Most of today’s graphical adventure games eschew text input and output for more streamlined, symbolic interfaces and visual feedback. The typical IF game is somewhat unique these days in that it relies entirely on text for both purposes. There are advantages and disadvantages to each interface type, but what I want to know is, could a hybrid IF-like interface work in a 3D graphical game?
Rather than going into the why, I thought I’d discuss the what, so at least you’ll have an idea what I’m talking about and how it might work. Cue the screen shot.
This is a shot of the kitchen, which is still a work in progress. The cupboard is to the left, a table is straight ahead, and a locked [More...] Read the rest
While preparing some blogs to discuss things like my decision to use a text parser for command input, the oversimplification of the adventure game interface, and a demonstration of our hybrid interface, I started thinking about all of the different verbs used when playing interactive fiction. Because when you really get down to it, the real heart of an adventure game — aside from the salient features like writing, story, and characters — is arguably the verbs.
My impression is that the vast majority of commands in IF are limited to a few categories, like movement or examining. But once you get beyond those common actions, you find the jucier verbs, the ones that seem to have a larger impact on advancing the game and [More...] Read the rest
Rock, Paper, Shotgun has posted a nice interview with Al Lowe, the creator of the famous Leisure Suit Larry series of games from Sierra. I recommend checking it out, as Al provides a nice perspective on those old Sierra games and the current adventure game market.
In it, Al makes an interesting observation that I think is important to reflect upon:
RPS: I’ve noticed that we seem to have lost our patience with puzzles. Developers seem to be frightened of a player getting stuck. Why do you think this happened?
AL: I have a definite thought on this. I hesitate to share it as I don’t want it to come out sounding the wrong way, but I believe that in the early 80s, [More...] Read the rest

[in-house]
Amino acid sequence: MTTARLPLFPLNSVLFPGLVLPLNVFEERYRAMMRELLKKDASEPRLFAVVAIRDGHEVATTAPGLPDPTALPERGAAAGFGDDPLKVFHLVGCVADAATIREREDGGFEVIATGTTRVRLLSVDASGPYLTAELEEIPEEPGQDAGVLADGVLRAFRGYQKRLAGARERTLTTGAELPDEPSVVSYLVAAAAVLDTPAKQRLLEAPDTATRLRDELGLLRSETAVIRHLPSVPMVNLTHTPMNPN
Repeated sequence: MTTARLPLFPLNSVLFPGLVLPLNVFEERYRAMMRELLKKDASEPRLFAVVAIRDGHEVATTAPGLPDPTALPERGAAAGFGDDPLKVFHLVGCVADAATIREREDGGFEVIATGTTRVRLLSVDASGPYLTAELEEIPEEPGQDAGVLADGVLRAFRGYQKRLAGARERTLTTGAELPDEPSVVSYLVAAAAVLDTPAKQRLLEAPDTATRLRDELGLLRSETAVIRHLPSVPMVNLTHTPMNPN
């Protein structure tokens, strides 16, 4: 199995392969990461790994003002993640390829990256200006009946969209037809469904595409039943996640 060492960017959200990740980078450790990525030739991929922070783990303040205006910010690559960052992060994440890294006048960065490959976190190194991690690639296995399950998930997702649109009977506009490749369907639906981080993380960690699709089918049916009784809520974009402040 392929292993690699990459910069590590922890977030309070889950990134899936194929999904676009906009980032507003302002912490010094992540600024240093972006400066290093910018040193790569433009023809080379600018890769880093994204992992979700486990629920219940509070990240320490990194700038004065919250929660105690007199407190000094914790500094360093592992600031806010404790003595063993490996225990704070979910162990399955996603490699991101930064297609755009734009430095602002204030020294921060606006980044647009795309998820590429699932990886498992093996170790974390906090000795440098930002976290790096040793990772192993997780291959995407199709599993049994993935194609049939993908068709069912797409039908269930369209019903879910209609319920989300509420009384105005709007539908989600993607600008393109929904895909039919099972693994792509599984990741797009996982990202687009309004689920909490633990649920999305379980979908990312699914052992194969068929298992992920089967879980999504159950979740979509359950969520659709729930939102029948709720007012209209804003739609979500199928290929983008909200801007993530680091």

Although The Monk’s Brew is a new blog, I’ve been blogging for some time on my progress with Vespers over at GarageGames.com, the makers of the 3D engine I am using (Torque Game Engine). I thought the beginning of this blog would be a good place to collect those initial reports, in case anyone would ever care to go back and review my development process and progress. All new blogs from this point will be posted here on TMB. Here are the links to the blogs, in chronological order:
In which I first discuss my decision to pursue a hybrid of interactive fiction and a first-person 3D engine.
In which I discuss my initial attempts at creating a text [More...] Read the rest
Welcome to The Monk’s Brew.
This is a blog about a number of things, but if I had to summarize it, I would say that it is a blog that presents an indie game developer’s perspective on computer game design, development, and play. Although not limited to one game genre, the focus will tend to be on adventure games, including a focus on interactive fiction and its contributions to indie gaming and design.
The main context of this blog is the ongoing development of Vespers, an indie game project that I started back in 2006. As with many indie games, Vespers is an experiment. This experiment attempts to answer the question, “What would happen if you took a traditional interactive fiction game and [More...] Read the rest